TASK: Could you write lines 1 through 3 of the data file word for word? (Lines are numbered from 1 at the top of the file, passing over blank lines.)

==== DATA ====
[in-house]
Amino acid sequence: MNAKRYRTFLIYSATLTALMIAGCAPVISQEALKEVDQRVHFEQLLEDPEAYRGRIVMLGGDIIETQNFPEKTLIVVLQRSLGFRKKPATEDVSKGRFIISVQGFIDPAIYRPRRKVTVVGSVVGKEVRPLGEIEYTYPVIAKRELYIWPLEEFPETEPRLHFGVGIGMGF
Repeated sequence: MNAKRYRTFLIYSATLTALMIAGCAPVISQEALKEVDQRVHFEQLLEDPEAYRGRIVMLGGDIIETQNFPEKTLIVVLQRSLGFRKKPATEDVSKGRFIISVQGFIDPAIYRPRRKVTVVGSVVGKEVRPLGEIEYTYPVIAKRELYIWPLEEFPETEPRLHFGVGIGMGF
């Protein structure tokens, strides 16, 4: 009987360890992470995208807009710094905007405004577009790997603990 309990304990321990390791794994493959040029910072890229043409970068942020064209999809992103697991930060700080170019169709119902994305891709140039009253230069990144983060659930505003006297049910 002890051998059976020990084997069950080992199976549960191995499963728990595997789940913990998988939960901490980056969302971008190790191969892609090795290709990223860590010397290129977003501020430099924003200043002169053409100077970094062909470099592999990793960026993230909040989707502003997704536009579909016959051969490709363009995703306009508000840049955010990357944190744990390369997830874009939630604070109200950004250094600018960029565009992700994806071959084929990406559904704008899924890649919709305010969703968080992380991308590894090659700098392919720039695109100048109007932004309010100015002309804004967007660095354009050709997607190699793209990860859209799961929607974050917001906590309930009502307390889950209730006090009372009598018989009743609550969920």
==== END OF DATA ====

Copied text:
[in-house]
Amino acid sequence: MNAKRYRTFLIYSATLTALMIAGCAPVISQEALKEVDQRVHFEQLLEDPEAYRGRIVMLGGDIIETQNFPEKTLIVVLQRSLGFRKKPATEDVSKGRFIISVQGFIDPAIYRPRRKVTVVGSVVGKEVRPLGEIEYTYPVIAKRELYIWPLEEFPETEPRLHFGVGIGMGF
Repeated sequence: MNAKRYRTFLIYSATLTALMIAGCAPVISQEALKEVDQRVHFEQLLEDPEAYRGRIVMLGGDIIETQNFPEKTLIVVLQRSLGFRKKPATEDVSKGRFIISVQGFIDPAIYRPRRKVTVVGSVVGKEVRPLGEIEYTYPVIAKRELYIWPLEEFPETEPRLHFGVGIGMGF